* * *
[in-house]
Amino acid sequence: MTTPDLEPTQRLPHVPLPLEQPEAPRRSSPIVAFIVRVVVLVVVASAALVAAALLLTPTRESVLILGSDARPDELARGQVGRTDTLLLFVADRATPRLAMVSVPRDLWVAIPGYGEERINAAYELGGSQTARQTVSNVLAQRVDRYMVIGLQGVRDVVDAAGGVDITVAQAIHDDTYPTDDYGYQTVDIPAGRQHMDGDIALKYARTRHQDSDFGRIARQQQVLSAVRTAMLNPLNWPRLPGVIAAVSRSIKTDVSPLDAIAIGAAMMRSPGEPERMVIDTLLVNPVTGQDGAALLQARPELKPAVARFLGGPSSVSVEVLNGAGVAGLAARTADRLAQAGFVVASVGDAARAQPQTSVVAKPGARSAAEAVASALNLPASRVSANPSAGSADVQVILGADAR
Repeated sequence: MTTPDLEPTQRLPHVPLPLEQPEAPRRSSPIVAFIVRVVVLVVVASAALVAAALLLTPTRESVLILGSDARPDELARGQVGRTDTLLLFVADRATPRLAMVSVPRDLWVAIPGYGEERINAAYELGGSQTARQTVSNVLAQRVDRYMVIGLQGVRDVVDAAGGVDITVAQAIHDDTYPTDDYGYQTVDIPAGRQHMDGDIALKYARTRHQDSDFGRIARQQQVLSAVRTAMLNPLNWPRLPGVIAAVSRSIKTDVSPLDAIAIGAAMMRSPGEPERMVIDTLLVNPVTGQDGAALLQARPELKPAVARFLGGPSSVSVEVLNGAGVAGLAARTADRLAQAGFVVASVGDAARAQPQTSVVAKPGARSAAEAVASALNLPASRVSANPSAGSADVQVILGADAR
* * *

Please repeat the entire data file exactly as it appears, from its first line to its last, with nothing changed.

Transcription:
[in-house]
Amino acid sequence: MTTPDLEPTQRLPHVPLPLEQPEAPRRSSPIVAFIVRVVVLVVVASAALVAAALLLTPTRESVLILGSDARPDELARGQVGRTDTLLLFVADRATPRLAMVSVPRDLWVAIPGYGEERINAAYELGGSQTARQTVSNVLAQRVDRYMVIGLQGVRDVVDAAGGVDITVAQAIHDDTYPTDDYGYQTVDIPAGRQHMDGDIALKYARTRHQDSDFGRIARQQQVLSAVRTAMLNPLNWPRLPGVIAAVSRSIKTDVSPLDAIAIGAAMMRSPGEPERMVIDTLLVNPVTGQDGAALLQARPELKPAVARFLGGPSSVSVEVLNGAGVAGLAARTADRLAQAGFVVASVGDAARAQPQTSVVAKPGARSAAEAVASALNLPASRVSANPSAGSADVQVILGADAR
Repeated sequence: MTTPDLEPTQRLPHVPLPLEQPEAPRRSSPIVAFIVRVVVLVVVASAALVAAALLLTPTRESVLILGSDARPDELARGQVGRTDTLLLFVADRATPRLAMVSVPRDLWVAIPGYGEERINAAYELGGSQTARQTVSNVLAQRVDRYMVIGLQGVRDVVDAAGGVDITVAQAIHDDTYPTDDYGYQTVDIPAGRQHMDGDIALKYARTRHQDSDFGRIARQQQVLSAVRTAMLNPLNWPRLPGVIAAVSRSIKTDVSPLDAIAIGAAMMRSPGEPERMVIDTLLVNPVTGQDGAALLQARPELKPAVARFLGGPSSVSVEVLNGAGVAGLAARTADRLAQAGFVVASVGDAARAQPQTSVVAKPGARSAAEAVASALNLPASRVSANPSAGSADVQVILGADAR